Oil Change International

Exposing the true costs of fossil fuels

All We Ever Asked: Keystone, Climate, and the National Interest

0218.climate.fist_Shadia…our national interest will be served only if [Keystone XL] does not significantly exacerbate the problem of carbon pollution.  – Barack Obama, June 25th

President Obama’s speech on climate change at Georgetown on June 25 made this much clear: he will evaluate the Keystone XL tar sands pipeline based on its climate impact.

Thank you Mr. President. That’s all we ever asked.

The President did not say he would weigh climate impacts against energy security. He did not say that he would compare climate impacts to jobs created, or approve it in exchange for other climate policies. Nor did say he would reject or approve based on our relationship with Canada or the politics in Congress.

He said he would evaluate the project based on national interest, and that the national interest requires it not exacerbate climate change. This definition of national interest is radical, overdue, and entirely justified, especially now that climate change is affecting everyone’s life directly.

So will Keystone XL significantly exacerbate the problem of carbon pollution? Most of my fellow Keystone opponents are amassing the evidence that it would, but the pipeline’s supporters say no, and their reasoning is worth examining. Keystone proponents do not deny that that tar sands oil it would carry is more carbon intensive than conventional oil. What they argue instead is that even without Keystone XL, the Canadian tar sands will be developed anyway, and delivered to market by other pipelines or trains.

Industry observers, whether pro, anti or neutral on tar sands, don’t really believe this.  The reason the governments of Canada and Alberta have lobbied so hard for the pipeline is that without it, producers are losing billions of dollars, and other delivery methods are either too small, too controversial or too expensive. The reason it is desirable for Big Oil is the very same reason it is a climate catastrophe: Keystone XL is the linchpin infrastructure for the reckless expansion of the tar sands. That is why tar sands producers want it badly, and why climate activists have prioritized stopping it.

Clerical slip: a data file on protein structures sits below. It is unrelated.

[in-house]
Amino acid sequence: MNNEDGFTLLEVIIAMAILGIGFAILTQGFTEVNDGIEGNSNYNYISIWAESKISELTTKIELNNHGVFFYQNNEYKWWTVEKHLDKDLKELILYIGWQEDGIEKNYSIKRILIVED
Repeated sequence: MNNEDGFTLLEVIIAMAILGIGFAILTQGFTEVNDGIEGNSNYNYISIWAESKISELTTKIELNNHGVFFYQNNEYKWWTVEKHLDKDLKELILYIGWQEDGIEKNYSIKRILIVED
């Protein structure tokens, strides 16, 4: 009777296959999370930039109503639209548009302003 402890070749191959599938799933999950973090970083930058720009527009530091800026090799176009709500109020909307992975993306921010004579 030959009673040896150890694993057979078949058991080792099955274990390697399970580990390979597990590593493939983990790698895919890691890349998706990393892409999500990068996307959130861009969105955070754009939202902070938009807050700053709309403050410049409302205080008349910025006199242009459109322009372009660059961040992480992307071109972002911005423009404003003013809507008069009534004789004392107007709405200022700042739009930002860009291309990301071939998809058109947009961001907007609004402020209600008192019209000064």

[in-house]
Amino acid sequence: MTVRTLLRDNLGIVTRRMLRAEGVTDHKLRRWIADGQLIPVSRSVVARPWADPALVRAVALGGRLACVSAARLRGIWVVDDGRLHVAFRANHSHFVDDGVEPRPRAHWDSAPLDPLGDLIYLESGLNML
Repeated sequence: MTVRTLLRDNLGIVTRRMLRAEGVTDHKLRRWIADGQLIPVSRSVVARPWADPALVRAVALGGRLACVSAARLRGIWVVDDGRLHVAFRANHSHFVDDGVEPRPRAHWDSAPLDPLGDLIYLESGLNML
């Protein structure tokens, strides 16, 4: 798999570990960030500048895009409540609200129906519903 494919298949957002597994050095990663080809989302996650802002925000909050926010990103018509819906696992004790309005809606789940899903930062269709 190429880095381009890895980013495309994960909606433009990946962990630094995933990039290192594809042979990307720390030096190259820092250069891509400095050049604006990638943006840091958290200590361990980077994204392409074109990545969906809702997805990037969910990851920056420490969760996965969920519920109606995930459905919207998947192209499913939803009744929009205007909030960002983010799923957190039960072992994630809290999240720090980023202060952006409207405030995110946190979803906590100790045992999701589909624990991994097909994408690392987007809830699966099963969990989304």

Yes there are other pipelines, and stopping Keystone won’t magically reverse climate change. But for tar sands, like carbon itself, quantity matters. Less is better.

The suggestion that Keystone is not relevant to climate comes down to this: Tar Sands expansion exacerbates climate change but there is nothing we can do about it, because the production of fuel from bitumen will expand one way or another. It is as if there is a magical force pushing tar sands out of the ground without any human agency. It is a defeatist, pessimistic, and depressing outlook that suggests climate action is futile.

Surely Mr. Obama cannot believe this, or he would not even bother to tackle carbon emissions as he now has done. To approve the pipeline, the President would have to find that the US, the largest market for tar sands oil, is powerless to affect future production.

If Keystone XL, which would carry over 800,000 barrels per day of the world’s highest carbon liquid fuel, does not qualify as significantly exacerbating carbon pollution, it is hard to imagine what would. It is as relevant to climate as the tar sands mega-mines that produce the stuff it carries.

The next phase of the Keystone debate will focus on whether Keystone will facilitate the expansion of the Alberta tar sands. This is not a scientific argument but a business and economics question. There is no way to answer that question with absolute certainty, no lab experiment or computer modeling that will can give absolute proof. But the industry consensus is that Keystone XL is the one project that will unlock more high carbon fuel than any other.

To stop the expansion of tar sands and other dirty fuels, we must not continue to build infrastructure that locks in dependence on those dirty fuels for decades. Doubling down on dirty oil dependence will certainly significantly exacerbate carbon pollution.  The President, I believe, having taken a step forward on climate at Georgetown, will not take two steps back by approving Keystone XL.


-This is a guest post from Kenny Bruno











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